An ageing team, it was difficult for Manchester City to repeat the title-winning performance of a year before, and the team had to do it without the services of Kevin De Bruyne and Vincent Company for much of the season. Showing off their depth and their mettle Manchester City had to win every game of their last 14 encounters to stay ahead of a marauding Liverpool, who finished just a point behind. The season also saw the growth of Raheem Sterling and the longevity of David Silva on display. Sergio Aguero, when fit, was also at his consistent best. Overcoming the trials of this season is what makes this Manchester City teams one of the all-time greats of Premier League history. The team finished with a +72 goal difference, 95 goals and 98 points. Their four losses and two draws represented a blip that was certainly overshadowed by their run in to the final game where they sealed the title.

 

5.      Chelsea (2004/05)

Jose Mourinho changed Chelsea from a team that played free-flowing beautiful football but often came up short when it counted most into a defensive beast in 2004. The team had 25 clean sheets in the 38 games they played from 2004 to 2005. Those stats are impressive and puts this team as the single most impressive defensive unit in the Premier League’s history. But it must be remembered that Chelsea were also a brilliant attacking force, with the combination Damien Duff and Arjen Robben counter-attacking teams into the dust. So good was the team that the 4-3-3 formation it used, was adopted by most of the league by the end of the season.

 

6.      Chelsea (2016/17)

Antonio Conte took over a Chelsea team in transition and struggled with getting them to look like a cohesive unit. That is until he switched to a 3-4-3 formation resulting in a remarkable turnaround that still brought all of 93 points to Stamford Bridge on the way to a title-winning debut for the coach.

The new formation revived the career of Cesc Fabregas, proved N’Gola Kante was no fluke and provided Eden Hazard with the kind of freedom he strived on, especially with the support of Marcos Alonso and Victor Moses’ marauding runs down either flank. Chelsea also had the robust work of Diego Costa up front. Two years before, Mourinho’s Chelsea had crawled over the line for a title-winning season, but this blues line-up seemed to get stronger as the season progressed.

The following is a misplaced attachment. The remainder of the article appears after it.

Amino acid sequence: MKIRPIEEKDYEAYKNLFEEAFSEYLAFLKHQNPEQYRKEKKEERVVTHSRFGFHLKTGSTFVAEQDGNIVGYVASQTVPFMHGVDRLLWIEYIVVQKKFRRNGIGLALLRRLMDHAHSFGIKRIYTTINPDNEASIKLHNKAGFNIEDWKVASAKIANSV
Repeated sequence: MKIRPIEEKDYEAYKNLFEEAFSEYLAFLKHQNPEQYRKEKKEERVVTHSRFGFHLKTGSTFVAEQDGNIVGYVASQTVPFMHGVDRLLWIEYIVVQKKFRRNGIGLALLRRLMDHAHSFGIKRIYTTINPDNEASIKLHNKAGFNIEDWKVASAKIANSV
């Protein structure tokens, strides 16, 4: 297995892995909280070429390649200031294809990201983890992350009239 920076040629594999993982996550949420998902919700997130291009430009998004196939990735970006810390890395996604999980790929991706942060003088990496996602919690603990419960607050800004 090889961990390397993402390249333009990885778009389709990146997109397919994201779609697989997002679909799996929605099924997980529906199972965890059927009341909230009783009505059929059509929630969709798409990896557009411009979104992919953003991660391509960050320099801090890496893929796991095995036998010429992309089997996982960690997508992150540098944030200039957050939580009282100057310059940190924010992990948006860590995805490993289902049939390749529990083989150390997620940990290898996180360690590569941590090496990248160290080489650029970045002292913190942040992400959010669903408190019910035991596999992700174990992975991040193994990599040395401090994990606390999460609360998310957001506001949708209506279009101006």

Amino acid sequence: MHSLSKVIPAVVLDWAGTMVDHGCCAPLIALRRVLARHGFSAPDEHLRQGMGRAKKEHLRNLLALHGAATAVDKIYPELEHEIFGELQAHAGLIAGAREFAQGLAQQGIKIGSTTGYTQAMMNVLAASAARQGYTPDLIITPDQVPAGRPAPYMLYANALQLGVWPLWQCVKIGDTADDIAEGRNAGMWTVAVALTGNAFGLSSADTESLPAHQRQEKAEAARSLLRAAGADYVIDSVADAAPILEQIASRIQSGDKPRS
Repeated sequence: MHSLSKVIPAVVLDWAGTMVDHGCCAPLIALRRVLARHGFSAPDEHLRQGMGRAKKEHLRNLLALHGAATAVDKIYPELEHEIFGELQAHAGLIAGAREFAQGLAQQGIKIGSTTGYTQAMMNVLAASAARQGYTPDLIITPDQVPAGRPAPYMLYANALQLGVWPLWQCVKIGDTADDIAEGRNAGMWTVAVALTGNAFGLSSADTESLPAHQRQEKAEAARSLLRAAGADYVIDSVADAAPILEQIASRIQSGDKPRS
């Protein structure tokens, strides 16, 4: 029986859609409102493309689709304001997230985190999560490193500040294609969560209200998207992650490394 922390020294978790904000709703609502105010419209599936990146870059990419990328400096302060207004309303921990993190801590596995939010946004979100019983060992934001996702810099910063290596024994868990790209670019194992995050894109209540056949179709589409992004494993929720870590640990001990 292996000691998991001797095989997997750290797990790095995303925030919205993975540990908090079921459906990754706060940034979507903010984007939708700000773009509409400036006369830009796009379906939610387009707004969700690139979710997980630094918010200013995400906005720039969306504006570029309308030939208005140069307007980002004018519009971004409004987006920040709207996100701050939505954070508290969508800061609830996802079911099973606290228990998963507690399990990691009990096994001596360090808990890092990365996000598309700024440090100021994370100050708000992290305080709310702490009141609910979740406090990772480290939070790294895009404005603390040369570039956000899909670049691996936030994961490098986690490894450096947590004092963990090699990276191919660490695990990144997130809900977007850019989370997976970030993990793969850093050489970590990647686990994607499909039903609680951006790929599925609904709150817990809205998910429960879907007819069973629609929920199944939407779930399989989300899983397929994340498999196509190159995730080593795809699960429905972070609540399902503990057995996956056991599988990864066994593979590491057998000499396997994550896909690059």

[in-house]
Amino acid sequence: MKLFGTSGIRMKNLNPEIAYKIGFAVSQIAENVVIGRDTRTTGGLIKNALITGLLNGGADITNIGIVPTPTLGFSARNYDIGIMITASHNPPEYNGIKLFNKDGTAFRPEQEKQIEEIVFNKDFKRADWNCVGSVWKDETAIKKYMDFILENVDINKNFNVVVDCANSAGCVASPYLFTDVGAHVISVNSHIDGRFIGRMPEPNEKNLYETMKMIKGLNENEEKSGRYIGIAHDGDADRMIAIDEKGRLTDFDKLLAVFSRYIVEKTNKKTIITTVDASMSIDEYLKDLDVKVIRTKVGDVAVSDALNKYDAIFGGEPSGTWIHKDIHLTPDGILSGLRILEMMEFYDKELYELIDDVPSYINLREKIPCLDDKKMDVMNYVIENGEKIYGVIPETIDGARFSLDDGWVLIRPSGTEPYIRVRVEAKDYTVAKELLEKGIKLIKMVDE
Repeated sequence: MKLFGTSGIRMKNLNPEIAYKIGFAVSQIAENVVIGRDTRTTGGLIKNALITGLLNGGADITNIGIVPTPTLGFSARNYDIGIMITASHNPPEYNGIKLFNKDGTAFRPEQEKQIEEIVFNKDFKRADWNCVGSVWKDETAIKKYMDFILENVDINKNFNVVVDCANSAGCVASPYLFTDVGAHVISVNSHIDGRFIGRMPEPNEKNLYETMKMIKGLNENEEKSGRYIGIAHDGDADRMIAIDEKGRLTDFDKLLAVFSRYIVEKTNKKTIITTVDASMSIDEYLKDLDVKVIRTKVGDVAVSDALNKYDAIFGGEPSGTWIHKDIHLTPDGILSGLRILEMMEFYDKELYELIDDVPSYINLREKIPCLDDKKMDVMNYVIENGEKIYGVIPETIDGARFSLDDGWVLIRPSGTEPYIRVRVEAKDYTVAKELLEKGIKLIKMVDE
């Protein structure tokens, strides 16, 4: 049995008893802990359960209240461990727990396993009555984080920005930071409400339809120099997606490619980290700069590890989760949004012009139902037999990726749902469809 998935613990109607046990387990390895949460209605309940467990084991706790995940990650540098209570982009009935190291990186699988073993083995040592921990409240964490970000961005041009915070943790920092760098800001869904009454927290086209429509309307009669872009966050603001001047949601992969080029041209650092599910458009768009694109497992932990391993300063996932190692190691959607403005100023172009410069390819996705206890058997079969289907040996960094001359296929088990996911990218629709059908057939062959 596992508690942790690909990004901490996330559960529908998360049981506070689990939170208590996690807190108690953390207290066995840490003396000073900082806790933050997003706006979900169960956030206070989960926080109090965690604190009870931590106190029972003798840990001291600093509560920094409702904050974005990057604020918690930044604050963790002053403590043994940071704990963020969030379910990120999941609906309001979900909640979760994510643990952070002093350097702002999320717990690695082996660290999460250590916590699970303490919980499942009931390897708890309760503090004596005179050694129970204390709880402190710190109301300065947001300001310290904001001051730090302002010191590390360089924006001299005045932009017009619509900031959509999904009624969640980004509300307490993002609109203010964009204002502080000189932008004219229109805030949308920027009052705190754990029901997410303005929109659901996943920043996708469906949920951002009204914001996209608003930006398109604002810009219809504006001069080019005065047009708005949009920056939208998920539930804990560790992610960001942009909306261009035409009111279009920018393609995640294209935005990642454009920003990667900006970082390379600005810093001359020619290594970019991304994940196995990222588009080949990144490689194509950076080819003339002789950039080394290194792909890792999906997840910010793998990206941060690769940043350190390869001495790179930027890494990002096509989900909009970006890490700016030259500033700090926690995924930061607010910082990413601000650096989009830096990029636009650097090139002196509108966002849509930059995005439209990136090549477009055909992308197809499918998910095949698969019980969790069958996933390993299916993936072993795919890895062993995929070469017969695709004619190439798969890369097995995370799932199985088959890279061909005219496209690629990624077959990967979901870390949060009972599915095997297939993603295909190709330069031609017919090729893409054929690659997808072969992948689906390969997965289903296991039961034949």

7.      Manchester United (2008/09)

Manchester United’s 2008/09 winning season is precious not just because all Premier League titles come at a premium, but because it came at the expense of Rafael Benetiz’s Liverpool, a team of certain quality.

United, without the services of the injured Owen Hargreaves and Michael Owen, depended on the silky-smooth presence of Dimitar Berbatov, who while much maligned for his lack of work ethic, still managed to keep scoring. Defensively, this United team also had great moments, going without conceding a goal from November to late February, a string of 14 games.


 

8.      Chelsea (2005/06)

Michael Essien is perhaps the name somebody could most easily point to as the reason for Chelsea’s dominance in the 2005-06 season. With an ageing Damien Duff and a less-than-his-best Arjen Robben, Chelsea were not the same attacking force they had been a season before. But that did not matter as their midfield, driven by the indefatigable Essien, gave oppositions no opportunities to take over games. There workmanlike performances over the course of the season made them an unliked team, for the most part, because there wasn’t the flair of previous seasons. However, that made them an underrated team rather than not a good one. Still, they ended eight points clear of nearest rivals Manchester United and boasted the best goal difference in the league by a long way, ending with a +50 figure as opposed to United’s +38.

 

9.      Manchester United (1993/94)

Consistency was the key to Manchester United’s 1993-94 triumph. While the Red Devils were the most dominant of all Premier League teams during the 1990s, this unit was even more so than all their different iterations over the decade. The unit saw the inclusion of newcomer Roy Keene, who along with Paul Ince, produced a formidable duo of box-to-box players rather than holding midfielders.

That dynamic meant that while Manchester United were listed as playing 4-4-2, they were perhaps the first team to really employ a 4-2-3-1 formation. Andrei Kanchelskis and Ryan Giggs provided lightning pace down the flanks while Eric Cantona played behind targetman, Mark Hughes. The line-up was irresistible when you factor in a solid backline with the ever-present Denis Irwin, Steve Bruce, Gary Pallister, and Paul Parker. The four were backed up by the best goalkeeper in the league, Peter Schmeichel. Together they would rack up 92 points to finish eight clear of Blackburn Rovers.